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Singleton v. Berryhill

United States District Court, C.D. California

November 20, 2017

REBECCA L. SINGLETON, Plaintiff,
v.
NANCY A. BERRYHILL, Acting Commissioner of Social Security, Defendant.

          MEMORANDUM OPINION AND ORDER REVERSING DECISION OF COMMISSIONER AND REMANDING FOR FURTHER ADMINISTRATIVE PROCEEDINGS

          ALEXANDER F. MacKINNON UNITED STATES MAGISTRATE JUDGE

         I. BACKGROUND

         Plaintiff Rebecca L. Singleton filed her application for disability insurance benefits under Title II of the Social Security Act on May 29, 2013, alleging disability beginning October 10, 2010. After denial on initial review and on reconsideration, a hearing took place before an Administrative Law Judge (ALJ) on September 8, 2014. In a decision dated October 28, 2014, the ALJ found that Plaintiff was not disabled within the meaning of the Social Security Act for the period from October 10, 2010, through the date of the decision. The Appeals Council declined to set aside the ALJ's unfavorable decision in a notice dated May 16, 2016. Plaintiff filed a Complaint herein on July 14, 2016, seeking review of the Commissioner's denial of her application for benefits.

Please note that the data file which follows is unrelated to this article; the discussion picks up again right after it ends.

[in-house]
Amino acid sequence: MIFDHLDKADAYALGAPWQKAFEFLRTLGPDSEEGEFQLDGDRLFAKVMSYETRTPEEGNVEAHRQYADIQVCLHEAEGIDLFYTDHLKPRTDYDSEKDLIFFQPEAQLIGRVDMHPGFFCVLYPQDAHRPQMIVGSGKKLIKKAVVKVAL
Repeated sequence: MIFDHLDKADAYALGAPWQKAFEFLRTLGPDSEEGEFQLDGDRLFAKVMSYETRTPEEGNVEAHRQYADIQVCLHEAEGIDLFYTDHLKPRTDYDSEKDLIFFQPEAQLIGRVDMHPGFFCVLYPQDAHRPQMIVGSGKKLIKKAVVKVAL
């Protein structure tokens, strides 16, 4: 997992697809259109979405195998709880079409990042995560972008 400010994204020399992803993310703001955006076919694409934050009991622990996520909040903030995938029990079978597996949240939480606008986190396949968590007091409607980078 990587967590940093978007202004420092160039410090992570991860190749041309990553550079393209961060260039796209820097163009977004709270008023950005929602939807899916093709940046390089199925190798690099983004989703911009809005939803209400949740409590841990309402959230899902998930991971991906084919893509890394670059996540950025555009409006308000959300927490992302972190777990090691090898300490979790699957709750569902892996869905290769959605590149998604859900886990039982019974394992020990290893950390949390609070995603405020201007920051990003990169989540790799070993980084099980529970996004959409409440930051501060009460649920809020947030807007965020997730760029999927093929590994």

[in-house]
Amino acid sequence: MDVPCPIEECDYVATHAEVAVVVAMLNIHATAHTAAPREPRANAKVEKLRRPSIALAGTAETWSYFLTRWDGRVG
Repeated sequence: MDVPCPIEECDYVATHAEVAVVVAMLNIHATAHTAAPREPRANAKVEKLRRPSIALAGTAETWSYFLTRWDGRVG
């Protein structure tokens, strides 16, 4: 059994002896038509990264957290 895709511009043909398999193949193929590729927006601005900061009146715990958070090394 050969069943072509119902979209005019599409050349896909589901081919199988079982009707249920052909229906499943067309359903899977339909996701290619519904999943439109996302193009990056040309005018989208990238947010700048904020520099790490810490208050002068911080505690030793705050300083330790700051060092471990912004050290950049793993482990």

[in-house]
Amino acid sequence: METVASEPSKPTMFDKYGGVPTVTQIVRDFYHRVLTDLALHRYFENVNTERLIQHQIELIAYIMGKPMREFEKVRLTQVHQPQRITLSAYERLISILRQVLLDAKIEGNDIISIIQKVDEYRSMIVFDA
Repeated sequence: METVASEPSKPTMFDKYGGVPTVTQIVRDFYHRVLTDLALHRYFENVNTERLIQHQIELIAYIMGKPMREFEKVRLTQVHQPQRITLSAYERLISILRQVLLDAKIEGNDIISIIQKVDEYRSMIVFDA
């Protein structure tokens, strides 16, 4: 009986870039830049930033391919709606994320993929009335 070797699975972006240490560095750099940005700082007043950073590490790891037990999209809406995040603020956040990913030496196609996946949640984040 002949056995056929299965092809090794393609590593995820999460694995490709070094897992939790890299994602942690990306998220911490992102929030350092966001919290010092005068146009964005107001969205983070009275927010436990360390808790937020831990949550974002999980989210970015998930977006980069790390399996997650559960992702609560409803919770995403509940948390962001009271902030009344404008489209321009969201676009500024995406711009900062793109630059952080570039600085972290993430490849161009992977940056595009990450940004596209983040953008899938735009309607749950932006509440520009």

In accordance with the Court's Order Re: Procedures in Social Security Appeal, the Plaintiff filed a memorandum in support of the complaint on June 9, 2017; the Commissioner filed a memorandum in support of her answer on July 14, 2017; Plaintiff did not file a reply. This matter now is ready for decision.

         II. DISPUTED ISSUES

         1. Whether the ALJ improperly evaluated the medical opinion evidence; and

         2. Whether the ALJ improperly rejected Plaintiff's testimony regarding pain and function limitations.

         III. STANDARD OF REVIEW

         Under 42 U.S.C. § 405(g), this Court reviews the Commissioner's decision to determine whether the Commissioner's findings are supported by substantial evidence and whether the proper legal standards were applied. See Treichler v. Comm'r of Soc. Sec. Admin., 775 F.3d 1090, 1098 (9th Cir. 2014). Substantial evidence means “more than a mere scintilla” but less than a preponderance. See Richardson v. Perales, 402 U.S. 389, 401 (1971); Lingenfelter v. Astrue, 504 F.3d 1028, 1035 (9th Cir. 2007). Substantial evidence is “such relevant evidence as a reasonable mind might accept as adequate to support a conclusion.” Richardson, 402 U.S. at 401. This Court must review the record as a whole, weighing both the evidence that supports and the evidence that detracts from the Commissioner's conclusion. Lingenfelter, 504 F.3d at 1035. Where evidence is susceptible of more than one rational interpretation, the Commissioner's decision must be upheld. See Orn v. Astrue, 495 F.3d 625, 630 (9th Cir. 2007).

         IV. FIVE-STEP EVALUATION PROCESS